Plant Pests and Diseases – Biological Control

Plant Pests and Diseases

Taking action with biological methods

An important aspect of organic gardening is the encouragement of natural predators and parasites to keep pests and diseases in check. These naturally occurring pest controllers can be bought as commercially produced “biological control agents”. The use of such agents is known as biological control. The agents are all tiny or microscopic, and are very specific in their action.

plant pests and diseases - biological control - parasitic wasps Biological control agents are available to help control a range of pests and one disease. They include: parasitic wasps that kill their prey by laying their eggs in them; predatory mites that eat other mites; and microscopic nematodes that infect pests with lethal diseases.

The majority of biological control agents are only suitable for use in a conservatory or greenhouse as they require warm conditions to be effective. Some are available for outdoor use. Trichoderma and Bacillus thuringiensis (Bt) are two biological control agents that differ somewhat from the others in their mode of use. Trichoderma – a fungus that will repel other fungi, is used to control silver leaf and also as a wound paint). Bacillus thuringiensis (Bt) is a bacterium used for caterpillar control. It is applied to plants in the same way as more conventional sprays.


Level of control

The aim of biological control is to reduce pest levels and related damage rather than to eliminate them completely. In some cases this can be achieved with one application; sometimes a further batch of biological control agents may have to be introduced.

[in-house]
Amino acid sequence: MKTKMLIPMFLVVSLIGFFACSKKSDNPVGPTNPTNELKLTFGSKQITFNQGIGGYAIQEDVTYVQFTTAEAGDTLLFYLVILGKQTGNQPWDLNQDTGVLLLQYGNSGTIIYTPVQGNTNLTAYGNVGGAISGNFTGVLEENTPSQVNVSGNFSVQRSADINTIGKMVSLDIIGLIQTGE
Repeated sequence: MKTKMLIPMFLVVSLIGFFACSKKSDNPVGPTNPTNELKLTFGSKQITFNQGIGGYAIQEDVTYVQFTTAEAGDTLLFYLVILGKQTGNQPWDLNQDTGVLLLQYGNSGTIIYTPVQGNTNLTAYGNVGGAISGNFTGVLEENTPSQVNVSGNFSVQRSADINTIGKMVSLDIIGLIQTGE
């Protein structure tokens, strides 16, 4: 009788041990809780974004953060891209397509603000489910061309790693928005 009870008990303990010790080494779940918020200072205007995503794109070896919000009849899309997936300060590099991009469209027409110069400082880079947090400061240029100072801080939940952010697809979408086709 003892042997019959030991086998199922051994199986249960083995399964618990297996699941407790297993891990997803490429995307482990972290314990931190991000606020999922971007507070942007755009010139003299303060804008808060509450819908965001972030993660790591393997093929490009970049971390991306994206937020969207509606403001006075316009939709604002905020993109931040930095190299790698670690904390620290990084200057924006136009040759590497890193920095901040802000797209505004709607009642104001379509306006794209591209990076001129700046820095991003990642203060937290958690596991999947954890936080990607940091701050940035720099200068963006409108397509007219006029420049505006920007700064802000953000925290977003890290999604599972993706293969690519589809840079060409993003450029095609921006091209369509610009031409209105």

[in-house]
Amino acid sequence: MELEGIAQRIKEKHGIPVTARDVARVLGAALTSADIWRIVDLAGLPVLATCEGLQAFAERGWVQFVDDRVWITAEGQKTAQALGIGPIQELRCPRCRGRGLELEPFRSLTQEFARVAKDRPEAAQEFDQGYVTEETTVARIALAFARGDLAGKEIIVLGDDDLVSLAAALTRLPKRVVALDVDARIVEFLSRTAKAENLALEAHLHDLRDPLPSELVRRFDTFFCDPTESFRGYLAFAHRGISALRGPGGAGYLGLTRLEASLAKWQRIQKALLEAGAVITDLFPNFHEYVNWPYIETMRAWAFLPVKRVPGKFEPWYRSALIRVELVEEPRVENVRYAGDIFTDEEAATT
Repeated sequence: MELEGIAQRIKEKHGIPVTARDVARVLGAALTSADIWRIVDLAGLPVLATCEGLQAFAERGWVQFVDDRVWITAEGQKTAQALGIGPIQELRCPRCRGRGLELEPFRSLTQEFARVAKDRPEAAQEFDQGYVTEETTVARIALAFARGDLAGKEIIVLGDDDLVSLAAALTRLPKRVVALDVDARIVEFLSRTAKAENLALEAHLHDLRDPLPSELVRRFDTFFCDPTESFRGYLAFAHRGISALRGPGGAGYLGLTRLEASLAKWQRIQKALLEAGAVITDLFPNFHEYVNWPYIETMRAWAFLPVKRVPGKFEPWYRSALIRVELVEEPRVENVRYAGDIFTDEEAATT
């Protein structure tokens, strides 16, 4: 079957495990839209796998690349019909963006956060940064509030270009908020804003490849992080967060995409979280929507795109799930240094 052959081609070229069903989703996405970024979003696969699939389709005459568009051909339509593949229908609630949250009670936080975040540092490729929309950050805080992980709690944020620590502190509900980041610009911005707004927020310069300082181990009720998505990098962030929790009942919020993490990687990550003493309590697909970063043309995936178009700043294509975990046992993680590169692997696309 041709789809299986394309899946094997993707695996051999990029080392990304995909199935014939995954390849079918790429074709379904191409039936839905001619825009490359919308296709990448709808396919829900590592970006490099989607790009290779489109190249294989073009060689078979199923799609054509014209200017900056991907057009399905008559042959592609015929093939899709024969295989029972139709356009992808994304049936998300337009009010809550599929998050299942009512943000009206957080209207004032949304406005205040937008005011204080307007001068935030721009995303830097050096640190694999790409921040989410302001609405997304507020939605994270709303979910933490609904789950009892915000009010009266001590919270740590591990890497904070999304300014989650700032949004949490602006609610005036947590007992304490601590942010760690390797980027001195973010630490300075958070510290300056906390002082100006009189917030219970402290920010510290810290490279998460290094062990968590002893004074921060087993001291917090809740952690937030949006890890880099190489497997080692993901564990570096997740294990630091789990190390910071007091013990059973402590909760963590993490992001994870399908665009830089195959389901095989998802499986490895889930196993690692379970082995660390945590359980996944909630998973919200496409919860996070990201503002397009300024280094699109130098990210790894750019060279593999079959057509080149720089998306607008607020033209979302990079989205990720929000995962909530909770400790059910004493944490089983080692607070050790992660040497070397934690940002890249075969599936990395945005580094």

Sources of supply

Most biological control agents are purchased by mail order as they do not have a shelf life. Shops and garden centres also sell a biological control card which you then send off to arrange delivery of the agent when it is required.


Tips on using biological control

(Note that these guidelines are not applicable to all biological control agents)

Watch out for the first appearance of the pest. Biological control is most effective where the agent is introduced when the pest level is low. There is no advantage in introducing the agent before pests are present. If pest levels are high, try to reduce them using non-chemical means before introducing the agent. If you plan to use biological control, do not use any persistent pesticides. Some can still harm the agents several weeks after spraying.

As soon as the pests are seen, order the relevant biological control agent. Before ordering, check the following:

• That you have not used a pesticide that will harm the agent within the last 6-8 weeks. If necessary ask your supplier for details.

• That you can meet the required conditions of temperature (minimum and maximum), humidity and daylight.

• The delivery date. Often, the package containing the agents must be opened on arrival. Try to use the agents as soon as they are delivered. Read the instructions carefully before opening the container. Some may be stored in a fridge if delay in using them is unavoidable.